A sub-regional air transport carrier, Air Mali, has launched its flights to the Roberts International Airport (RIA). This is in furtherance of its desire to strengthen the network by the opening and multiplication of routes linking several West and Central African capitals including Accra, Monrovia, Nouakchott, Brazzaville and soon Lagos and Freetown.
At a ceremony held at the RIA recently, Captain Moses Weafur, who proxy for the Director-General of the Liberia Civil Aviation Authority (LCAA), welcomed to the Malian delegation to Liberia. “We are blessed and can now get on with the business of the brotherly relationship between our two countries and do everything to foster your business,” he said. Captain Weafur promised that the LCAA, regulator for all aviation activities in Liberia, will do all it can to ensure that Air Mali succeeds in Liberia.
He expressed the LCAA’s satisfaction that Air Mali has met all the requirements and has been granted the go-ahead to fly their aircrafts to Liberia using McDonnell Douglass MD-87 and Bombardier CRJ 200.
Capt. Weafur noted that the Liberian President, Madam Ellen Johnson Sirleaf attached significant importance to the relationship and requested the LCAA to create the enabling environment for Air Mali to do business in Liberia.
However, the LCAA executive sounded a note of caution. “We expect the highest level of professionalism and commitment to the travelling public between our two countries,” adding further that the LCAA will guide Air Mali whenever they consult the Authority so that they (Air Mail) has a hitch-free operation to Liberia.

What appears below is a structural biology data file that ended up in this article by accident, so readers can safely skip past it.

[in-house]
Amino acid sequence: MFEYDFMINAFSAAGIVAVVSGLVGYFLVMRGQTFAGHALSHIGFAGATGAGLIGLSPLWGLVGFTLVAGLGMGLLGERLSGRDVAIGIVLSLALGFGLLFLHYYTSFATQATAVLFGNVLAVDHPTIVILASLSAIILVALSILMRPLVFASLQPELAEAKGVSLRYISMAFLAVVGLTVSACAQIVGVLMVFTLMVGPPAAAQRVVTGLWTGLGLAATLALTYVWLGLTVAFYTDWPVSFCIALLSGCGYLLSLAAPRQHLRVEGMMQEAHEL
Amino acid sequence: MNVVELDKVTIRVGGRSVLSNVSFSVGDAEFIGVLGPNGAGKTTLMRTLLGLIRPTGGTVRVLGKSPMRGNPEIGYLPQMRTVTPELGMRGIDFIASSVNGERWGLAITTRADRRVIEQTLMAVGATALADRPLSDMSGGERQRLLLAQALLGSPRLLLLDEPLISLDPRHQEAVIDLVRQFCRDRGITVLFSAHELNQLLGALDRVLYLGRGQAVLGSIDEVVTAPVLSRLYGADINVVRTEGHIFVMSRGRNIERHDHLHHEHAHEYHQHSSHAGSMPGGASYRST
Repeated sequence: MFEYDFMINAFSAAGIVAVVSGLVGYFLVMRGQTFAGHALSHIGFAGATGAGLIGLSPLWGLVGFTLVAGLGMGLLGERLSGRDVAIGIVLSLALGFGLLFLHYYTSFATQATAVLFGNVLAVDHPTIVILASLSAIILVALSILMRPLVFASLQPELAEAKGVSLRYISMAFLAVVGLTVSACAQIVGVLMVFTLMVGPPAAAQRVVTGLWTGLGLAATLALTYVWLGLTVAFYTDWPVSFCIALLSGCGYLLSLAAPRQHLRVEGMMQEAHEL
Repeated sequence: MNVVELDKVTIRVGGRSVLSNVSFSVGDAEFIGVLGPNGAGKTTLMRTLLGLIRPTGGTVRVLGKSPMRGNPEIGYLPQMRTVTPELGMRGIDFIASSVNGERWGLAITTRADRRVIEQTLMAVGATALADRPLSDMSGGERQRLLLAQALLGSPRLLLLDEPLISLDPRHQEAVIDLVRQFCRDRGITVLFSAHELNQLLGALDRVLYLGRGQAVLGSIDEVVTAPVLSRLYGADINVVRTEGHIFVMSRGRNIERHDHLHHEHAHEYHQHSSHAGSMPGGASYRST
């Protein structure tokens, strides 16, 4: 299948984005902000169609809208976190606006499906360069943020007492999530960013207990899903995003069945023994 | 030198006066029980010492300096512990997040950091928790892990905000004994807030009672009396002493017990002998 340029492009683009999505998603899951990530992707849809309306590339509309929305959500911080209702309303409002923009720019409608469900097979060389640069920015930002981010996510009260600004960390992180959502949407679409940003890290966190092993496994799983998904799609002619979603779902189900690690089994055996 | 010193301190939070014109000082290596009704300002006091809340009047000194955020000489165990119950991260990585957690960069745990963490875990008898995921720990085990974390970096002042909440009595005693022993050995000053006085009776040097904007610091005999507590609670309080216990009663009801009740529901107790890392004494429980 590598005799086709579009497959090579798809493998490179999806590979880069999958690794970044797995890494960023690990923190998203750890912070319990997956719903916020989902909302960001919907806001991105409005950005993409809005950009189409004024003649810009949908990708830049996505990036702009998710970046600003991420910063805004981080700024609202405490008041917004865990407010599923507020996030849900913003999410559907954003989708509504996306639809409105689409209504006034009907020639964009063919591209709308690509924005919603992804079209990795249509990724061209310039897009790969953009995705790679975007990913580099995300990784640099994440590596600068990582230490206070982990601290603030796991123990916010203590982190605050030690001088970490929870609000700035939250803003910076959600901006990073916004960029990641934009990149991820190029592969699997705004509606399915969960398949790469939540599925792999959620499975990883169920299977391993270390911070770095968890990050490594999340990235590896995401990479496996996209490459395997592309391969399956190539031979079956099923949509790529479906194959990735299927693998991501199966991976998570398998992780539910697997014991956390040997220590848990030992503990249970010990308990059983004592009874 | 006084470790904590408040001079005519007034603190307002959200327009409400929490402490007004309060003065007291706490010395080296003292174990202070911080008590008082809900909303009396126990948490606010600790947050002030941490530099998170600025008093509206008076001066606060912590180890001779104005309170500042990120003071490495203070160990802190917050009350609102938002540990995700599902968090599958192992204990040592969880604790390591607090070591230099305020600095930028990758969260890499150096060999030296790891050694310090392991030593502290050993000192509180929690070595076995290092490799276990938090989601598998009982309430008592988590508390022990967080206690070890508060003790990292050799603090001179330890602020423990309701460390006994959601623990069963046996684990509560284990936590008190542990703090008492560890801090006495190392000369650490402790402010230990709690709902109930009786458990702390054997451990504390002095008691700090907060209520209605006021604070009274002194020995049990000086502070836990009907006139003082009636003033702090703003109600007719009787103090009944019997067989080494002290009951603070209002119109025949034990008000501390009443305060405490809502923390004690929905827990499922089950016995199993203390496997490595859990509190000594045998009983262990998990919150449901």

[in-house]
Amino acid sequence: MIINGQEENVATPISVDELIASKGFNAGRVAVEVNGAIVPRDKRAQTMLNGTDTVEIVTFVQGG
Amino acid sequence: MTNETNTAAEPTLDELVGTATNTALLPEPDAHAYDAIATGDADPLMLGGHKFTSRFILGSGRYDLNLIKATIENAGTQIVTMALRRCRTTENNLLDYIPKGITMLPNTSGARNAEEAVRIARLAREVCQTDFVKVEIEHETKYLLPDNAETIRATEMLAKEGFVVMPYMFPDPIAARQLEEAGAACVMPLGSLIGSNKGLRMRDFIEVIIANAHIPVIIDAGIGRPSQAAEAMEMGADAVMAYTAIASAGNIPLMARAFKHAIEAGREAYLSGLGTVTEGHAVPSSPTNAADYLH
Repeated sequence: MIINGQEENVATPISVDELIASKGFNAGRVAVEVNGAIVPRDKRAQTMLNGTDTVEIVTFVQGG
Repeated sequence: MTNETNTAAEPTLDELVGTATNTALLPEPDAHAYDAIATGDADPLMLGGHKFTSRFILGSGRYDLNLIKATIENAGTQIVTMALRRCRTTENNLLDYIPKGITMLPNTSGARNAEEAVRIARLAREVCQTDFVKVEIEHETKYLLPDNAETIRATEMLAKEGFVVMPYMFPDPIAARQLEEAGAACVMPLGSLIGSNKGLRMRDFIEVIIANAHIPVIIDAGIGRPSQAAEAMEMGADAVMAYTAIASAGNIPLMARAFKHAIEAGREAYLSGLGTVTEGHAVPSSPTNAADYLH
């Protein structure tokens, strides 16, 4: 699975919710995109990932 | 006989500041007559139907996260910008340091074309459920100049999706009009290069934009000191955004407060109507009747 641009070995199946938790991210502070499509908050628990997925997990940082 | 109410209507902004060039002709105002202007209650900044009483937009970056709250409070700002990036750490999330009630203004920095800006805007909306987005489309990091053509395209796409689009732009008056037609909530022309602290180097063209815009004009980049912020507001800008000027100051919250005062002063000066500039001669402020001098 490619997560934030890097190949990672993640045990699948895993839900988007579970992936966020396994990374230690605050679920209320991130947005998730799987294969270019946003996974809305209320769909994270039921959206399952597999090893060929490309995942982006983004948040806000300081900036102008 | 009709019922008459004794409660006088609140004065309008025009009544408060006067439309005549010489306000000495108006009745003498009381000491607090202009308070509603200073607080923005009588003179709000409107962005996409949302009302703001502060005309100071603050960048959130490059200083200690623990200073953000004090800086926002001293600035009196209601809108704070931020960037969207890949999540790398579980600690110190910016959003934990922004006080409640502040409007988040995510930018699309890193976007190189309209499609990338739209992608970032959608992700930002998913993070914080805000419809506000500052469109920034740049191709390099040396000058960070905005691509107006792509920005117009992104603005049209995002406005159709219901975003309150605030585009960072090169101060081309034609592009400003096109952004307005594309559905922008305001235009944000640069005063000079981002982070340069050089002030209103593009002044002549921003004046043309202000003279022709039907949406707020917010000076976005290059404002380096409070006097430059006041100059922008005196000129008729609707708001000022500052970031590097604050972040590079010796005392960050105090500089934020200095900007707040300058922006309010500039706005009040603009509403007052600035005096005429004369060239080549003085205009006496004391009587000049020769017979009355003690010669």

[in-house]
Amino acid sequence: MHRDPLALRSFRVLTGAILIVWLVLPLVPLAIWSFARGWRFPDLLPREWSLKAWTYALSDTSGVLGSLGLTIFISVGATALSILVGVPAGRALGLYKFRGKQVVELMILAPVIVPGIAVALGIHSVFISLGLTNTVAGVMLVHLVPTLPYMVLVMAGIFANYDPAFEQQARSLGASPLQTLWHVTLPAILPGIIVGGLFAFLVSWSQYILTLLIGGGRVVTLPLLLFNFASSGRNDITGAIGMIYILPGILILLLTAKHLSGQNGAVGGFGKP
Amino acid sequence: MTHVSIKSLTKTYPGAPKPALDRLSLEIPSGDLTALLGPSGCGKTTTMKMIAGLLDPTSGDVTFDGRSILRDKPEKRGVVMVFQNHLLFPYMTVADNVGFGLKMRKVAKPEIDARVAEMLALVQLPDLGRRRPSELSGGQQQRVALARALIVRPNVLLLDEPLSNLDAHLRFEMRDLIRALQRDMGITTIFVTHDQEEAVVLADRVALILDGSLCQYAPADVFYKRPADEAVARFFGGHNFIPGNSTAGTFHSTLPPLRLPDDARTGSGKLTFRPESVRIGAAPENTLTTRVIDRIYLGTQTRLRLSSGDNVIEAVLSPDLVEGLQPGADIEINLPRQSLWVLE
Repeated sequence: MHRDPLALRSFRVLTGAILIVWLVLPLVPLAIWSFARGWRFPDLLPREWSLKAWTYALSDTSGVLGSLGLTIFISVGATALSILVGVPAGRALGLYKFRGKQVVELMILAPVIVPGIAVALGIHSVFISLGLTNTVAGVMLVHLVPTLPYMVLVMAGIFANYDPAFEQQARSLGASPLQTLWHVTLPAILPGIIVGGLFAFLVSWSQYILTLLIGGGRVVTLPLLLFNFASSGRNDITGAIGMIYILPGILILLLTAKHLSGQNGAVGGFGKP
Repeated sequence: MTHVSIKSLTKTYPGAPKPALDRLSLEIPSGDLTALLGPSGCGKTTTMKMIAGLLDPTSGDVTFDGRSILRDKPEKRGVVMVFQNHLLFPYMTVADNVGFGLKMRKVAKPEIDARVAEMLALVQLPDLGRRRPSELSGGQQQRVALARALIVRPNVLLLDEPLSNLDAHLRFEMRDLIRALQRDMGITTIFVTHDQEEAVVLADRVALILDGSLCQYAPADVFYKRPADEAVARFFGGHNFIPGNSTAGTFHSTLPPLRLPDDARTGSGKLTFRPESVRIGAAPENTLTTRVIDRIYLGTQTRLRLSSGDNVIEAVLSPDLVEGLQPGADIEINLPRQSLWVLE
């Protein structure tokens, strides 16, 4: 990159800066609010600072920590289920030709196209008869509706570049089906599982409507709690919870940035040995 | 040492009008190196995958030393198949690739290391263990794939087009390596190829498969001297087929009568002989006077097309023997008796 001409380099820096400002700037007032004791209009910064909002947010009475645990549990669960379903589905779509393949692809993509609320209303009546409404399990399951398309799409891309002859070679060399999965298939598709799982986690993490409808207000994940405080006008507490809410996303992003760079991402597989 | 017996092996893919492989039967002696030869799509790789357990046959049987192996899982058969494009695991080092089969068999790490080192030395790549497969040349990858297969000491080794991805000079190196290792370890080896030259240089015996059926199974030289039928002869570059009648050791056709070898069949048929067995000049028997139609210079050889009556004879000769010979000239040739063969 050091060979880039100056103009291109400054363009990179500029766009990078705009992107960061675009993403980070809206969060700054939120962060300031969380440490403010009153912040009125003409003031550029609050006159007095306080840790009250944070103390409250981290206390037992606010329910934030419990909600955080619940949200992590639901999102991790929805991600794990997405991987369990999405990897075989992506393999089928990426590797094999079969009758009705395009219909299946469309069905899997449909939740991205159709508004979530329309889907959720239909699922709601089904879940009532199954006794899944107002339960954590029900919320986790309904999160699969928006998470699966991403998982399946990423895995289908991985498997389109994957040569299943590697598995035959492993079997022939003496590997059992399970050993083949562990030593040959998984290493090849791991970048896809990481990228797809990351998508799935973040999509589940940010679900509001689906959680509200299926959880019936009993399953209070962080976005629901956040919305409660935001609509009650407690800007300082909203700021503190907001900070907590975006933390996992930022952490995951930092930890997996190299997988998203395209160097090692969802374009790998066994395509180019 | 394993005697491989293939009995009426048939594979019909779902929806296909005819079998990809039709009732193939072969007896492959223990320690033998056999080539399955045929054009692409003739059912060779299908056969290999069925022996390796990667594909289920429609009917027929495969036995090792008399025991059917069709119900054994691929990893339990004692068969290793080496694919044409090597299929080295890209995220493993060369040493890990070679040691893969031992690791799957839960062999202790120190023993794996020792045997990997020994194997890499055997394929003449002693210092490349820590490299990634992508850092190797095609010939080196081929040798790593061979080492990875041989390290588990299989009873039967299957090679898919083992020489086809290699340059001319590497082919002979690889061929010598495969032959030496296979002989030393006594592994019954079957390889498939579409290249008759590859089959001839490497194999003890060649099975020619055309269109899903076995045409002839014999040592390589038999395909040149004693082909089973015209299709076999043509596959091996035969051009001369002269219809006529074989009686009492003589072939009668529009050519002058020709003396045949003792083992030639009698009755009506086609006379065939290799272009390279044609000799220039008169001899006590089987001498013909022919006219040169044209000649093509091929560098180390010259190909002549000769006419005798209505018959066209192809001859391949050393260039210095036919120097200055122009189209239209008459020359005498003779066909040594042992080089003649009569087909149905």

Mali’s Minister of Equipment and Transport, Mr. Ahmed Diane Semega, who headed the Air Mali delegation, said the resumption of flights between Bamako and Monrovia will become an effective instrument for development and cooperation between both countries especially in the area of trade.
Mr. Semega noted that the geographical proximity between Mali and Liberia is very short. He pointed out that the Freeport of Monrovia which is the closest seaport to Mali, should permit the two countries intensify the trade between both countries. “Considering such opportunity, Mali has very strategic reasons considering the necessity to create diverse opportunities for various sectors of the economy,” he said; adding that Mali and Liberia have dynamic cooperation that must be exploited.
He noted that this maiden Air Mali flight will re-energized this cooperation as well as promote the exchange of friendly ties between the two countries. He encouraged Air Mali to strengthen this route so as to serve as a basis for regional economic integration.
He also used the opportunity to transmit fraternal greetings from the President of Mali, His Excellency Amadou Toumani Touré to the President of Liberia, Her Excellency Madam Ellen Johnson Sirleaf. He also expressed thanks to the Liberian officials who facilitated every step of the process.